Etiquette & Awareness

What you say about a person can enhance the dignity of a person with a disability and promote positive attitudes about their ability. Learn to use basic etiquette when you meet people with disabilities. Far too often people unknowingly focus more on one’s disability rather than the person. Although usually not intentional, negative stereotypes and condescending phrases are commonly used when describing or talking to a person with a disability. Even in this age of political correctness, many people with the best intentions use unwelcome phrases with demeaning undertones.

Descriptive words can emphasize a person’s worth and abilities. For example, the phrase ‘person with a disability’ is preferred, over ‘the disabled or handicapped’ which tends to emphasize disability. This link provides a few examples of the many words and phrases used in speech or text that can denote either a positive or negative image.

Remember to treat people as you would like others to treat you. Do not show pity nor shower a person with praise as a superhero because they have a disability. What if you woke up and learned society’s views of disabled and non-disabled were reversed, how would you react? Isn’t this a powerful video?

General Tips

  • When meeting someone. There are numerous types of disabilities, so you may not be aware of the extent of use with one’s body. If you want to shake hands with someone who appears to have upper extremity limitations, extend your hand as you normally do, for a person who cannot shake hands will let you know. If a person looks like they can use help, always ask first if you can offer any assistance. For example, never push a person’s wheelchair without their permission. Most persons with disabilities are very independent, and know their capability better than anyone, so don’t be offended if your help is not required.
  • Communicating. Talk directly to the person, not their aide, friend, or interpreter. If a person has a speech impairment, and you do not understand what they said ask them to repeat it. If a person uses a wheelchair, and you are going to speak at length it is best to sit and converse at their level. If you meet someone who is deaf or hard of hearing, they may or may not use American Sign Language, so follow his or her lead, use gestures or write notes if possible.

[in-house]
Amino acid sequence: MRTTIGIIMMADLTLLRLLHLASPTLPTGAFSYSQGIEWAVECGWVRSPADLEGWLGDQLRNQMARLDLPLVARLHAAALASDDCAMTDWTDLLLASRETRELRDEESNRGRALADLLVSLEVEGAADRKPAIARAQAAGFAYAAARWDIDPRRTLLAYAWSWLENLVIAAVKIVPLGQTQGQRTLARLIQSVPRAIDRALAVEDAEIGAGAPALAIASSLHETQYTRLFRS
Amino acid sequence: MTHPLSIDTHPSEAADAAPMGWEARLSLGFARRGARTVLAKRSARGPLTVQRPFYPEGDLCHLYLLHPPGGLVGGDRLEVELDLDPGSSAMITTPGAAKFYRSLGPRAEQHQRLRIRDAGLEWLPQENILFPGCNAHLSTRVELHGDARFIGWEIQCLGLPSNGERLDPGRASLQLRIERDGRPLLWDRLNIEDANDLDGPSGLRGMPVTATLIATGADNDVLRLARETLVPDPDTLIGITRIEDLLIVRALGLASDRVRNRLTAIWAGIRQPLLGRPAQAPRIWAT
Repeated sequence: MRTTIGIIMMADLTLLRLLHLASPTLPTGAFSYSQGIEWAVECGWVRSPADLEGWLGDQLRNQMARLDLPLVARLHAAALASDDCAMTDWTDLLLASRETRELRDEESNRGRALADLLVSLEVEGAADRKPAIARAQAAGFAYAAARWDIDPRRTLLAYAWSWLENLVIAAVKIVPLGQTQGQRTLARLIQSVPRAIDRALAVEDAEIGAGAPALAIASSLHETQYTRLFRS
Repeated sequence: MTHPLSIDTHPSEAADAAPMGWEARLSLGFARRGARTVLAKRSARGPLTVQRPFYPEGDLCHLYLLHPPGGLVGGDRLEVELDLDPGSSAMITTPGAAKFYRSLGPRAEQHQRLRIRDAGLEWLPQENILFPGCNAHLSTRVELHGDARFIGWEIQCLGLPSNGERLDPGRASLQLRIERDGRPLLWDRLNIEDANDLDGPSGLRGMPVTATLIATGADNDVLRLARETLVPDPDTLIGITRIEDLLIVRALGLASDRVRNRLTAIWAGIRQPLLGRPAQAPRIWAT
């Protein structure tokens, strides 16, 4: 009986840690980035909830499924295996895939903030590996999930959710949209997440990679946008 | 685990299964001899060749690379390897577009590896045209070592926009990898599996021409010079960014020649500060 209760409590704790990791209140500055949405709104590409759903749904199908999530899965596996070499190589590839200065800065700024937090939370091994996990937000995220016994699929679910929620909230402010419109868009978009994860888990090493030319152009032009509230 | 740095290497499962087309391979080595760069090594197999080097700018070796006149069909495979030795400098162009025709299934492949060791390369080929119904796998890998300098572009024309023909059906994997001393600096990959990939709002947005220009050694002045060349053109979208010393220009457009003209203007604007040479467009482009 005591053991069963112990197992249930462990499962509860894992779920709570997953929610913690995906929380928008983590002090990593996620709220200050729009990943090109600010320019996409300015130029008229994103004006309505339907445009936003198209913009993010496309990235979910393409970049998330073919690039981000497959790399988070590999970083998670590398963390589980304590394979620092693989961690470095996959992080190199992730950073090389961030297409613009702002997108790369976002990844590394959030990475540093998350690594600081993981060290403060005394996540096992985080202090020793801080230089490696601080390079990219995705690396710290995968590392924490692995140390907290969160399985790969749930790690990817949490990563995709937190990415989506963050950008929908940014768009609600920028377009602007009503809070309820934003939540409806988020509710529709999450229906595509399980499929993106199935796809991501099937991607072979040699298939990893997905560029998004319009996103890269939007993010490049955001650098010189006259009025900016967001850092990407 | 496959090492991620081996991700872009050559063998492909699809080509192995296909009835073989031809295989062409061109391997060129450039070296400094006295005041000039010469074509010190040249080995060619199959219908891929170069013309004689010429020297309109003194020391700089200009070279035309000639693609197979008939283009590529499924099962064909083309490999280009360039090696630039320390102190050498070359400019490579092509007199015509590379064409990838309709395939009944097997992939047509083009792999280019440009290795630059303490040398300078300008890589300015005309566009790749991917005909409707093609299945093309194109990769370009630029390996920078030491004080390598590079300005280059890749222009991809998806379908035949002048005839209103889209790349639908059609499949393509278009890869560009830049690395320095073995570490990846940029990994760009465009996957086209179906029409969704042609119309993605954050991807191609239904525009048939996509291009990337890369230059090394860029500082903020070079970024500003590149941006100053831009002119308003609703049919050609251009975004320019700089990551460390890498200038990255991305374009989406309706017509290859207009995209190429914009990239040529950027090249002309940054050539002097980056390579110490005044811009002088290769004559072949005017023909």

• Hidden Disabilities. A person may have trouble following a conversation, may not respond when you call or wave, or may say or do something that seems inappropriate for the situation. Remember that not all disabilities are apparent. So called ‘hidden’ disabilities are many, and may include diabetes, low vision, brain injury, hearing, mental illness or learning disability.
  • Socializing. Do not leave a person out of the conversation or activity because you believe they will feel uncomfortable. Let it be their decision whether or not to participate. Be aware of noisy or dark environments or large groups of people speaking simultaneously which may be difficult for people with vision, speech, or hearing impairments. Although accommodations may be provided at work, always give additional thought to everyone when planning company meetings and interfacing with other employees.
  • Don’t exhibit embarrassment. A lack of knowledge or misinformation about disabilities may lead you to shy away or keep you from interacting with others. Don’t refrain from using common phrases like ‘see you later’ with someone who is blind, or ‘let’s run to get lunch’ with someone who uses a wheelchair. A person with a disability will not be upset merely because you use an everyday expression. Misunderstandings and stereotypes often keep people from accepting another person, when in reality a disability is just one aspect of a person’s total being.
Discovery Exercise:

  1. Invite someone with a disability to your school and speak with the kids about their experiences. Write about this event.
  2. Take this quiz if you’re not sure if your knowledge and attitude relating to a person with disability is adequate and discover what areas of etiquette may still need some improving. Good luck! Write about your results and your reaction to those results.
  3. Check out your local Independent Living Center (ILC) and Assistive Technology Centers and find out what services are offered. Interview a staff member and shadow a client for 2+ hours. Interview the client at the end of the time period. Post your observations to your blog or journal. tell about the positive and negative aspects of what you observed at the sites.
  4. Increase your knowledge and do a web search on “Assistive Technology.” Annotate five (5) websites that proved useful. These could be sites that provided you with new insight, that you could use in your instruction with students in the classroom, or that you shared with parents or colleagues.
We hope we’ve accomplished our goal of raising awareness of assistive technology and how we all have abilities in different ways. Take your experience and apply it at your library and school and expose your students to this knowledge. Although we’ve just touched the tip of the iceberg, we hope you had a great experience learning about disabilities and the world of assistive technology.